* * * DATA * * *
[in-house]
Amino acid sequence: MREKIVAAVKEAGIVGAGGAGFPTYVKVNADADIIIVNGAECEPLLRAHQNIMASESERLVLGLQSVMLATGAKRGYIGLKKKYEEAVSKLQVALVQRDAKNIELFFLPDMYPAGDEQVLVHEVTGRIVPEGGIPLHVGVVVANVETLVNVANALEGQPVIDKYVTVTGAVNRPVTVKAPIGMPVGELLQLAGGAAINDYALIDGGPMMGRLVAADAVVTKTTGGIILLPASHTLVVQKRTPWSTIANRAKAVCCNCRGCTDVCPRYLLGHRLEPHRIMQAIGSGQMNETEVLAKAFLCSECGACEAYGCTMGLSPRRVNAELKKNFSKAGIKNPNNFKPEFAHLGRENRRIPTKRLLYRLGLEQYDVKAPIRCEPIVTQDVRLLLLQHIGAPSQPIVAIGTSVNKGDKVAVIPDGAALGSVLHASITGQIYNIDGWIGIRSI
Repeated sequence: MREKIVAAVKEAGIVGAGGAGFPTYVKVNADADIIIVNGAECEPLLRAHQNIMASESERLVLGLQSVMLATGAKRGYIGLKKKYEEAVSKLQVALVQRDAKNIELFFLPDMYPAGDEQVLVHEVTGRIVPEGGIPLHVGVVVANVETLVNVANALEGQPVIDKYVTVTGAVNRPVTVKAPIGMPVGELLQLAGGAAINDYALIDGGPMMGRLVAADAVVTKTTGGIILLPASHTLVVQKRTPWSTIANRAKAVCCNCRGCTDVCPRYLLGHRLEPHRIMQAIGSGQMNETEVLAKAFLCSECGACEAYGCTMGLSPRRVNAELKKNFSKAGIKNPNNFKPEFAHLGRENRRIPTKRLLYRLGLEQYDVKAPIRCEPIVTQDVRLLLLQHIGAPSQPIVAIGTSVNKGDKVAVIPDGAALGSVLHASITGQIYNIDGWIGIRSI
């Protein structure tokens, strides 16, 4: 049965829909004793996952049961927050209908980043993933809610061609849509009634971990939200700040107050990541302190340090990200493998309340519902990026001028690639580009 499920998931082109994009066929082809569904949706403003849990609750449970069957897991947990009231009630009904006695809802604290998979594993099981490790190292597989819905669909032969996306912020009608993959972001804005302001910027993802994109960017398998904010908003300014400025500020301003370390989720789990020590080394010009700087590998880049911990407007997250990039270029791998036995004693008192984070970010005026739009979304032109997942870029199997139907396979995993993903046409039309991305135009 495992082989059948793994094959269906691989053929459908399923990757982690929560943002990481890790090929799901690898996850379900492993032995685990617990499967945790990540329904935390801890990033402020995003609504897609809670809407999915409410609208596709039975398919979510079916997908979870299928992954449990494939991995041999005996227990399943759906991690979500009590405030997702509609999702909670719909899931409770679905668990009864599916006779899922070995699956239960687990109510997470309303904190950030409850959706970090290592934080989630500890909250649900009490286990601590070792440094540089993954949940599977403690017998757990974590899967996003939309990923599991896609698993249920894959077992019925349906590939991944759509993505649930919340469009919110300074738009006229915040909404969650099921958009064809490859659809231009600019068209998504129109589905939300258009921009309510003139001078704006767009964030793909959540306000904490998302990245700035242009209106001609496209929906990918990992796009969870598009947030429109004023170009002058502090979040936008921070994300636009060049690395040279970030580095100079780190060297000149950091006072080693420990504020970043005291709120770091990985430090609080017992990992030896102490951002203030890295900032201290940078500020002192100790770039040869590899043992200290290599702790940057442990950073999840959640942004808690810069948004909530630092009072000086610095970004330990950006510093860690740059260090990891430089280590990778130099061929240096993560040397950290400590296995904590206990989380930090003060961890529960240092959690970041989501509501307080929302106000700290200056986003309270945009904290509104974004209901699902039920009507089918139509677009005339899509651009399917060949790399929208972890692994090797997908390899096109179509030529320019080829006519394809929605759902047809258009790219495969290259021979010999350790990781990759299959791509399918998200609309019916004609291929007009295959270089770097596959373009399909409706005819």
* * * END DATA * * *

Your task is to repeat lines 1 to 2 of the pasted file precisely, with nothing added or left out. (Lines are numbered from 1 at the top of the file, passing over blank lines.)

[in-house]
Amino acid sequence: MREKIVAAVKEAGIVGAGGAGFPTYVKVNADADIIIVNGAECEPLLRAHQNIMASESERLVLGLQSVMLATGAKRGYIGLKKKYEEAVSKLQVALVQRDAKNIELFFLPDMYPAGDEQVLVHEVTGRIVPEGGIPLHVGVVVANVETLVNVANALEGQPVIDKYVTVTGAVNRPVTVKAPIGMPVGELLQLAGGAAINDYALIDGGPMMGRLVAADAVVTKTTGGIILLPASHTLVVQKRTPWSTIANRAKAVCCNCRGCTDVCPRYLLGHRLEPHRIMQAIGSGQMNETEVLAKAFLCSECGACEAYGCTMGLSPRRVNAELKKNFSKAGIKNPNNFKPEFAHLGRENRRIPTKRLLYRLGLEQYDVKAPIRCEPIVTQDVRLLLLQHIGAPSQPIVAIGTSVNKGDKVAVIPDGAALGSVLHASITGQIYNIDGWIGIRSI